Eating breakfast every day increases physical activity among girls
Girls were more active when they ate breakfast daily as part of a study into whether breakfast frequency affects physical activity.
The same girls then ate breakfast on three days alternating with four days of eating no breakfast over another seven-day period.
The results showed that the girls were more active in the morning and after school, and less idle after school, when breakfast was eaten daily than when it was eaten intermittently over the seven-day periods.
The findings were outlined in the paper, Physical activity duration but not energy expenditure differs between daily and intermittent breakfast consumption in adolescent girls: a randomized crossover trial, published in the Journal of Nutrition.
Dr Julia Zakrzewski-Fruer, Lecturer in Health, Nutrition and Exercise, at Bedfordshire, said: “There is some evidence that higher overweight and obesity levels in adolescents who skip breakfast may be partly due to lower physical activity levels.
“It is an issue particularly pertinent to teenage girls as both the frequency of breakfast consumption and physical activity levels decline markedly in girls between childhood and adolescence.
“Our results showed that the adolescent girls spent more time in light intensity physical activity in the morning before 10:30am and after school and spent less time sedentary after school when they ate breakfast daily rather than intermittently.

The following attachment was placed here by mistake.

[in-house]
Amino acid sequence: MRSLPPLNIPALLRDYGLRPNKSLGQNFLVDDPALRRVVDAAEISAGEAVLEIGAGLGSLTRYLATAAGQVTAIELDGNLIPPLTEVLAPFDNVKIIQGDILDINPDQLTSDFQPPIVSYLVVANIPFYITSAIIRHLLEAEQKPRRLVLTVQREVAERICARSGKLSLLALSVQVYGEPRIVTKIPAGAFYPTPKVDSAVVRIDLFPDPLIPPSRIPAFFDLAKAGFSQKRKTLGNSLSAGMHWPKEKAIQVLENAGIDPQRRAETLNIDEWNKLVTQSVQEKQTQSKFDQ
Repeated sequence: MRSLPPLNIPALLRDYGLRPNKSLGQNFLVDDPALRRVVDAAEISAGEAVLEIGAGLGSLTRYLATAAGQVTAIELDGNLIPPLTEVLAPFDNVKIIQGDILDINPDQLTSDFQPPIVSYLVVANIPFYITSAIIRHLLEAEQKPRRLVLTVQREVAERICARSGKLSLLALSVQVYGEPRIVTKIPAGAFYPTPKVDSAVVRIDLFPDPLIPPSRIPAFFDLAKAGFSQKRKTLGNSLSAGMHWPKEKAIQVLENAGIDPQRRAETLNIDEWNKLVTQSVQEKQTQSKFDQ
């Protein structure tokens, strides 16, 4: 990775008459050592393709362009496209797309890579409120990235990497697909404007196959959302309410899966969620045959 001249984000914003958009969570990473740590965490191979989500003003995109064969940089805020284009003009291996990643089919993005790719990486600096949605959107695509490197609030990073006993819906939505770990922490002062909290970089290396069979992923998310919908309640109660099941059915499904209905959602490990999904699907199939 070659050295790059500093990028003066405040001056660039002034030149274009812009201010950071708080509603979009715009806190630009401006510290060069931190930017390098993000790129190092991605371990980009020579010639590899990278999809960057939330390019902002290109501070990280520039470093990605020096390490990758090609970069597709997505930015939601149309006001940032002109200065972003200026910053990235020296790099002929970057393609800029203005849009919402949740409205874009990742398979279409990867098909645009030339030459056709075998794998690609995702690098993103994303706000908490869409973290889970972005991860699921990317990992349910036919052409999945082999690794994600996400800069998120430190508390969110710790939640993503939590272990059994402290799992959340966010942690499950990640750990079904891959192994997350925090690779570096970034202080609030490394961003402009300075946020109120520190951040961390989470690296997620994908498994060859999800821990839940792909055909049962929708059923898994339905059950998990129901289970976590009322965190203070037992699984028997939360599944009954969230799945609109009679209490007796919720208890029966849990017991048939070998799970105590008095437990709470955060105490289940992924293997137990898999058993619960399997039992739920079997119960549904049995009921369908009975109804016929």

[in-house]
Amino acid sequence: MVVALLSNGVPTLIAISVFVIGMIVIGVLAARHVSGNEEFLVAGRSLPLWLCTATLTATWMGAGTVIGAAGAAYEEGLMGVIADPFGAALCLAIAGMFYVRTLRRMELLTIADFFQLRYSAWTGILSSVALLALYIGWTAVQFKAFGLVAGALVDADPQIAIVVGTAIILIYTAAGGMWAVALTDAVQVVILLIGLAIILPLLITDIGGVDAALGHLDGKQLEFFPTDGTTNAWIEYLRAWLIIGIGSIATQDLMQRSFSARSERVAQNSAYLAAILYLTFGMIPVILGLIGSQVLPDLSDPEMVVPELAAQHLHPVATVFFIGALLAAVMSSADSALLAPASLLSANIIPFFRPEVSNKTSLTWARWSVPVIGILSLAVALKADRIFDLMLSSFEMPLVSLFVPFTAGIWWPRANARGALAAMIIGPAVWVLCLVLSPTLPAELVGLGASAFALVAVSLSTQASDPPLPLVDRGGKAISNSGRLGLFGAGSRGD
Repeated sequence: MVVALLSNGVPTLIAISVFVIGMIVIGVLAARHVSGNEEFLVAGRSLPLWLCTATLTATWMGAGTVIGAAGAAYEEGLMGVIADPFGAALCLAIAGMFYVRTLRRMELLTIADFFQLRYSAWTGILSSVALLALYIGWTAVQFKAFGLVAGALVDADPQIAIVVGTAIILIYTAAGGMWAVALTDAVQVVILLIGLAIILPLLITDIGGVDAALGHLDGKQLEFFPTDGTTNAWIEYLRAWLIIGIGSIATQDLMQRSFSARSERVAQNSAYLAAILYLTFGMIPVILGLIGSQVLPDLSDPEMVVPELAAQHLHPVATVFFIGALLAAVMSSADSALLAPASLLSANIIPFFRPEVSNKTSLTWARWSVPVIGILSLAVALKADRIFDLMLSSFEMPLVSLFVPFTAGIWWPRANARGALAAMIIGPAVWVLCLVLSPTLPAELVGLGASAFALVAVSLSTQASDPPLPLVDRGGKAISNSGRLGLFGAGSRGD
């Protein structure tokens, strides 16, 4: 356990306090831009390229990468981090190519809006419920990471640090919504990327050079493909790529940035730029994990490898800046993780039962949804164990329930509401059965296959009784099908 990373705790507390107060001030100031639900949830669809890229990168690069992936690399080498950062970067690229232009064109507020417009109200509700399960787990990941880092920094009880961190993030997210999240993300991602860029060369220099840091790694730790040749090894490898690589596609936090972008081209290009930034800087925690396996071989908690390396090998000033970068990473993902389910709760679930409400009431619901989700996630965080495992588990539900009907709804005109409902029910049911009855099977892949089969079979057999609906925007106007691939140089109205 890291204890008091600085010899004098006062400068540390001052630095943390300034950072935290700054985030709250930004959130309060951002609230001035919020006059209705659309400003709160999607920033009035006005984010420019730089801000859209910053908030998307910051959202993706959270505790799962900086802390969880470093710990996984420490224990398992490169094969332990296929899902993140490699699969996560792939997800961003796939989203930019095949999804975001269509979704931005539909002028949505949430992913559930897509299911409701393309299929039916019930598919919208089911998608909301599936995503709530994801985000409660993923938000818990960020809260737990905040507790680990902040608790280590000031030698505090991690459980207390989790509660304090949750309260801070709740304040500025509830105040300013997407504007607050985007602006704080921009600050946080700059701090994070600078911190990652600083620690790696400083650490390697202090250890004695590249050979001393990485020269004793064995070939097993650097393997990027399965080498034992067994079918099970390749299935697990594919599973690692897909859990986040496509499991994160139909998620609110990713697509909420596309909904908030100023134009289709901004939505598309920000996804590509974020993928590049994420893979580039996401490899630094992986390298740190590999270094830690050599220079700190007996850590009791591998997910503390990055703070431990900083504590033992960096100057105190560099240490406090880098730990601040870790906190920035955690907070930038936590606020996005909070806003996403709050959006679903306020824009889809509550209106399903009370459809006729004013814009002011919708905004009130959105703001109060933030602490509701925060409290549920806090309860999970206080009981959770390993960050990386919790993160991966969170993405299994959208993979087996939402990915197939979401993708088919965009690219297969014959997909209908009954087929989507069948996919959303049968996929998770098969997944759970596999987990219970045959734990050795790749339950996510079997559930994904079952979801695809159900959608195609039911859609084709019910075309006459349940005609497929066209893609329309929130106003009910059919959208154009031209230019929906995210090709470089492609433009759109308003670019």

“This increase in physical activity, however, was not large enough to result in a higher expenditure, or ‘calorie burn’, from physical activity during daily breakfast consumption.
“We need to carry out longer trials to examine the possible role of physical activity in contributing to lower body weight and fat levels in girls who eat breakfast frequently.
“Nevertheless, the findings do suggest that daily breakfast might help to increase the effectiveness of physical activity promotion practices among adolescent girls.”
Dr Keith Tolfrey, a Reader in Paediatric Exercise Physiology, from Loughborough University’s School of Sport, Exercise and Health Sciences, said: “The publication of these important findings takes us another step closer to unravelling the possible complex connection between breakfast meal consumption and other health behaviours and measures in this special population.
“It is possible differences in estimated energy expenditure were not found between the breakfast consumption and intermittent-skipping weeks of the study because the typical school day restricts opportunities to be more physically active.
“However, the higher levels of light intensity physical activity after breakfast consumption are very exciting as this often accounts for the largest proportion of activity in adolescents and is increasingly considered to be the most viable target for converting sedentary behaviour into activity to enhance well-being.”
The study follows another research paper by Dr Zakrzewski-Fruer and Dr Tolfrey on breakfast omission or consumption and dietary intakes among adolescent girls.